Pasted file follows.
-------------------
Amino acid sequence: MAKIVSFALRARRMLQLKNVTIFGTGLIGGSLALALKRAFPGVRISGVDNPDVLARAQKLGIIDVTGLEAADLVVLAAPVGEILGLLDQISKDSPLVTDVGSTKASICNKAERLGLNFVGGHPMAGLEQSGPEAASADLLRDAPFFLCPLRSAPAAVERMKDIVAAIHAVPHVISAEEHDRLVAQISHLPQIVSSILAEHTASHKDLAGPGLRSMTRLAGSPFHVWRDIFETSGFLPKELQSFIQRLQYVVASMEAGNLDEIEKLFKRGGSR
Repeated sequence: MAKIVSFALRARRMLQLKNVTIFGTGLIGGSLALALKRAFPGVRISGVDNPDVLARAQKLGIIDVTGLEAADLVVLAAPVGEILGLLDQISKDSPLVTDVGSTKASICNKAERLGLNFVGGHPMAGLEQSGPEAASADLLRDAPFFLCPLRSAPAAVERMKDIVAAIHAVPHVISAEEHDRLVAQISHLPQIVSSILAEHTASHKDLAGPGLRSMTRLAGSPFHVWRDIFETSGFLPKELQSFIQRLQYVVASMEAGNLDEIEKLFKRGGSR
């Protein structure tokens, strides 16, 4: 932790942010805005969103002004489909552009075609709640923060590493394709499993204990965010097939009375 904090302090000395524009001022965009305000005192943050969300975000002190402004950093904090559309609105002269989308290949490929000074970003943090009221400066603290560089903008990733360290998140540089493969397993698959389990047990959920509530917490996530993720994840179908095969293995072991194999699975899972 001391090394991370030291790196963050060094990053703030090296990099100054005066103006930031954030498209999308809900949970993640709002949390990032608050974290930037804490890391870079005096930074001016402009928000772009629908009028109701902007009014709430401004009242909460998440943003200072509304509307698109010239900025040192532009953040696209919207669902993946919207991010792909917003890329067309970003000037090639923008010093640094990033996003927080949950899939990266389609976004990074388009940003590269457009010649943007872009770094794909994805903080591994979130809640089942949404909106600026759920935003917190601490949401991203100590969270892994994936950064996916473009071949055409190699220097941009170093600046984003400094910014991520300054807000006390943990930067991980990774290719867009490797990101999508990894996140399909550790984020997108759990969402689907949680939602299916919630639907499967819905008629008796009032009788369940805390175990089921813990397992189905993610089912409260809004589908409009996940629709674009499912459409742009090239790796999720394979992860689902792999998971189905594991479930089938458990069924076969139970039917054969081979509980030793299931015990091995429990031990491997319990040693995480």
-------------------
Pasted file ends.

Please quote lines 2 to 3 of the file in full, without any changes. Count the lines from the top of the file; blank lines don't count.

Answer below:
Repeated sequence: MAKIVSFALRARRMLQLKNVTIFGTGLIGGSLALALKRAFPGVRISGVDNPDVLARAQKLGIIDVTGLEAADLVVLAAPVGEILGLLDQISKDSPLVTDVGSTKASICNKAERLGLNFVGGHPMAGLEQSGPEAASADLLRDAPFFLCPLRSAPAAVERMKDIVAAIHAVPHVISAEEHDRLVAQISHLPQIVSSILAEHTASHKDLAGPGLRSMTRLAGSPFHVWRDIFETSGFLPKELQSFIQRLQYVVASMEAGNLDEIEKLFKRGGSR
């Protein structure tokens, strides 16, 4: 932790942010805005969103002004489909552009075609709640923060590493394709499993204990965010097939009375 904090302090000395524009001022965009305000005192943050969300975000002190402004950093904090559309609105002269989308290949490929000074970003943090009221400066603290560089903008990733360290998140540089493969397993698959389990047990959920509530917490996530993720994840179908095969293995072991194999699975899972 001391090394991370030291790196963050060094990053703030090296990099100054005066103006930031954030498209999308809900949970993640709002949390990032608050974290930037804490890391870079005096930074001016402009928000772009629908009028109701902007009014709430401004009242909460998440943003200072509304509307698109010239900025040192532009953040696209919207669902993946919207991010792909917003890329067309970003000037090639923008010093640094990033996003927080949950899939990266389609976004990074388009940003590269457009010649943007872009770094794909994805903080591994979130809640089942949404909106600026759920935003917190601490949401991203100590969270892994994936950064996916473009071949055409190699220097941009170093600046984003400094910014991520300054807000006390943990930067991980990774290719867009490797990101999508990894996140399909550790984020997108759990969402689907949680939602299916919630639907499967819905008629008796009032009788369940805390175990089921813990397992189905993610089912409260809004589908409009996940629709674009499912459409742009090239790796999720394979992860689902792999998971189905594991479930089938458990069924076969139970039917054969081979509980030793299931015990091995429990031990491997319990040693995480």